Stocks fell on their first trading session since concluding their best weekly performance of the year. On Tuesday the Dow Jones Industrial Average (DJINDICES:^DJI) gave up 109 points, or 0.6%, and the S&P 500 (SNPINDEX:^SPX) lost 14 points, or 0.7%.
The energy sector was the market's worst performer, slumping as crude oil prices fell by 5%.
Netflix and Comcast make a deal
Netflix shares briefly passed $100 following news that it reached a deal with Comcast (NASDAQ:CMCS.A) to integrate its streaming video service into the cable titan's X1 set top box. In a joint statement to Recode, Comcast and Netflix said that they aim to provide "seamless access to the great content offered by both companies" through the arrangement. The new functionality is slated to launch later this year.
Netflix could see a decent subscriber boost from this deal given that 8 million Comcast cable subscribers already have an X1 box at home. That number should only increase as the company works to raise the device's penetration from the current 35% level toward 50% over the coming quarters.
We don't have any details on terms, but this tie-up looks like a win for both companies. As for Netflix, CEO Reed Hastings and his team get to put their service in front of a big pool of potential subscribers while making it easy for them to sign up without needing to buy new hardware. That would only help membership growth, which is slowing in the U.S. right now.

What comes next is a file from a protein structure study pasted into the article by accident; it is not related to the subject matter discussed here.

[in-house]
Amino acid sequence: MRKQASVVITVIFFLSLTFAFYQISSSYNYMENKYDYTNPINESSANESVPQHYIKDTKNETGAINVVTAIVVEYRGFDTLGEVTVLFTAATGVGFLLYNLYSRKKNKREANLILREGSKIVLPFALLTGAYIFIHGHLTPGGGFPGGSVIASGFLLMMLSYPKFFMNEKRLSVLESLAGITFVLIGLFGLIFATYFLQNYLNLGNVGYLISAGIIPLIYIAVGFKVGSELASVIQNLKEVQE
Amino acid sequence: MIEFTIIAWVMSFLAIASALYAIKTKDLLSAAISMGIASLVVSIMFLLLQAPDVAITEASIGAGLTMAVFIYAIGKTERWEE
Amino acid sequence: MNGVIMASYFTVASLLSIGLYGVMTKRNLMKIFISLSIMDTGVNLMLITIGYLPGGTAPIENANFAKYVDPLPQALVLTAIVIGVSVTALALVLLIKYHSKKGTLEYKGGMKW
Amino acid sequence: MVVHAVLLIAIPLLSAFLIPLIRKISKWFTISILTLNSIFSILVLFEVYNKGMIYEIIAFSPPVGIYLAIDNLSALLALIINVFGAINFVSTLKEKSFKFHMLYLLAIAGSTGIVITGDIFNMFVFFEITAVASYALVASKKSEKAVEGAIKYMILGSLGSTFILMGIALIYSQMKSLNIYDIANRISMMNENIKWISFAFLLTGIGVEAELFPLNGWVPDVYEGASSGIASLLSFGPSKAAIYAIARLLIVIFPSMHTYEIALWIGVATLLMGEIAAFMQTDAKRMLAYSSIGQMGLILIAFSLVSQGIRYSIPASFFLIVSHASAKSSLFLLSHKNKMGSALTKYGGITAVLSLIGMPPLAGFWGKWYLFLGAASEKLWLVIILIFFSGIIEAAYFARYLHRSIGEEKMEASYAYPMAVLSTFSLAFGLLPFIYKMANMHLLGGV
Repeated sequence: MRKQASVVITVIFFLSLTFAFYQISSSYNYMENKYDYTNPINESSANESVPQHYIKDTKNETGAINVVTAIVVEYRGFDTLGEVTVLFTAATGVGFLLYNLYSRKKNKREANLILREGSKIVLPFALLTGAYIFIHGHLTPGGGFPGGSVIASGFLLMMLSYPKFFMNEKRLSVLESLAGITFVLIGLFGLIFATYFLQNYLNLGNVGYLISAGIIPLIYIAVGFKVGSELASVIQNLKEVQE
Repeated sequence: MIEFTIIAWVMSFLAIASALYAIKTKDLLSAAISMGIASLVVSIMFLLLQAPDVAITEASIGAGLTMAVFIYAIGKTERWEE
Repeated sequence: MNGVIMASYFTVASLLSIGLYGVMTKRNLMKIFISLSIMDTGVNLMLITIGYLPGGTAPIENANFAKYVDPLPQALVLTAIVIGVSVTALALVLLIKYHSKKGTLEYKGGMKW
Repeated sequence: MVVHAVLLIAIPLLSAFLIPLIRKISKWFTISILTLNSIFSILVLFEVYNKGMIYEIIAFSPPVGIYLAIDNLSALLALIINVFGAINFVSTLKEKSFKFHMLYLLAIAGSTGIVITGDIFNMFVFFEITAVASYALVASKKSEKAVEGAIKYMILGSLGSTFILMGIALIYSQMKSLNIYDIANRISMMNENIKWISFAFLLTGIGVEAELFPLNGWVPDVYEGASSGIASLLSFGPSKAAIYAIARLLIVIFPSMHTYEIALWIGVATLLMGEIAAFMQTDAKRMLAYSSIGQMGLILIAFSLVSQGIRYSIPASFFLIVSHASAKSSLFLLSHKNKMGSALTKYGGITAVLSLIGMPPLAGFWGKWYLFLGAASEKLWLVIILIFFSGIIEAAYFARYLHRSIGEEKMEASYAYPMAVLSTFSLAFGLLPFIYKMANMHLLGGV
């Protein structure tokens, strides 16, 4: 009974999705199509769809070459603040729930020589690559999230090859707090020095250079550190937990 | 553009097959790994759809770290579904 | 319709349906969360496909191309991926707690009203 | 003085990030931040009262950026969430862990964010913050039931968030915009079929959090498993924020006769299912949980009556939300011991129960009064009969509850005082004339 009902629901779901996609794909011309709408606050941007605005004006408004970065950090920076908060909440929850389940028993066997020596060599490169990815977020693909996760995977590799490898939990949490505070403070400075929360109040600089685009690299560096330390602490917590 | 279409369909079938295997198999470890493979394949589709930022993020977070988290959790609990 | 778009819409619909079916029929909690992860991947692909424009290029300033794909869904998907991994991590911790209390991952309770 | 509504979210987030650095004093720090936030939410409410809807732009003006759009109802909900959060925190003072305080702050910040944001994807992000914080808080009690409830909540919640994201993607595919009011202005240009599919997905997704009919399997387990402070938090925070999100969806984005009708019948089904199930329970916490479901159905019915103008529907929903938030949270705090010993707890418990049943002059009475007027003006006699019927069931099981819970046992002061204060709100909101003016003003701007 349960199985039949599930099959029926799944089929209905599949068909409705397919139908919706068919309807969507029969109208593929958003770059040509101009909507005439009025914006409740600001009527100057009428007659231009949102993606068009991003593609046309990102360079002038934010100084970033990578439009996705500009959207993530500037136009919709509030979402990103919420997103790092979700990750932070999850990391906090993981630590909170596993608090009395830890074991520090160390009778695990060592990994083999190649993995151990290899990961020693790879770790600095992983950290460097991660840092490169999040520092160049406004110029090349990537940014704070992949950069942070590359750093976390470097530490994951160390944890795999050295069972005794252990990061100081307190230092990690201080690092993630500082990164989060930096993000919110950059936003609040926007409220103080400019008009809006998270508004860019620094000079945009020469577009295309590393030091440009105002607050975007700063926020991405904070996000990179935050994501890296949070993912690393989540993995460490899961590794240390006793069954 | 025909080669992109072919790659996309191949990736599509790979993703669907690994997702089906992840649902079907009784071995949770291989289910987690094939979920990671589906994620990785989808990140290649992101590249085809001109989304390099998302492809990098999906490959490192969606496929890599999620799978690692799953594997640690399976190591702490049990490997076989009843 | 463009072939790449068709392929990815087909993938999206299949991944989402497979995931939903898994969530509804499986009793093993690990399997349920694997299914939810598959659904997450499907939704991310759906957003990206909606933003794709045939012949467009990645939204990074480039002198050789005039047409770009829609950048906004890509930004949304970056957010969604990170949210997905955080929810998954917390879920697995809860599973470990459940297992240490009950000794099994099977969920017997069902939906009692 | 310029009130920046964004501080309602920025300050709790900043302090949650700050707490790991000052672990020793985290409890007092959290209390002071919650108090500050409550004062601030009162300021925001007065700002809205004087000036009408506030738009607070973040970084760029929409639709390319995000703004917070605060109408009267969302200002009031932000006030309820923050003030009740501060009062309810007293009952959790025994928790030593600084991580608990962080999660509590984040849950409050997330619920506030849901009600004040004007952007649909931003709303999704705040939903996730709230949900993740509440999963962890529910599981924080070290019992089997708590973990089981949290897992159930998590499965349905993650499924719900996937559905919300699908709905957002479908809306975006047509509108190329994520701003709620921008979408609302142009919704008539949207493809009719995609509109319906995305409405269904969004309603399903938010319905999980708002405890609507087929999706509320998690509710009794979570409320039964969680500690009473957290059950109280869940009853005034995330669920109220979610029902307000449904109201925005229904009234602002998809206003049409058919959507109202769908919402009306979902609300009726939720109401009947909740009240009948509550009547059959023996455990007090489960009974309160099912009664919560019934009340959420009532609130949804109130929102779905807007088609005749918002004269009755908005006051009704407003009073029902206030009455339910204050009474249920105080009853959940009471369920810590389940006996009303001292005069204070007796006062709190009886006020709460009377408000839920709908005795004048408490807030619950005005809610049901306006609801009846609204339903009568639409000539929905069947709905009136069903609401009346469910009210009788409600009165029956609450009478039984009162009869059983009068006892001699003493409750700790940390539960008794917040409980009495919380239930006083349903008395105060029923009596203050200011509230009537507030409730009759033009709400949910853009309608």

Comcast will likely get a nominal financial payoff for the new members it helps create, but more importantly it will improve the experience on its X1 set top box and give customers one more reason to upgrade.
Tesla's missed production target
Tesla shares briefly fell by as much as 4% before recovering to end the day with minor losses after the electric-vehicle manufacturer missed its delivery guidance for the second straight quarter. Tesla produced just over 18,000 vehicles in Q2, the company said in a weekend press release, and delivered 14,000 to customers. In May the company had forecast producing 20,000 vehicles while delivering roughly 17,000.
Tesla blamed a production pace ramp up that didn't occur until late in the quarter for most of the shortfall. An unusually large number of vehicles were also in transit to customers at the close of the quarter, which only means that Q3's delivery numbers will get a boost to the extent that Q2's figures were depressed.
Tesla investors can use this news as a reminder that CEO Elon Musk and his team can't be as precise about delivery and production figures at this early stage of the game in the Model X rollout. Long-term goals like its 500,000 vehicle production pace should also be viewed in that context.
The good news is that Tesla's production ramp is a reality. The company aims to deliver around 50,000 vehicles over the next two quarters, which is equal to its sales pace through all of 2015.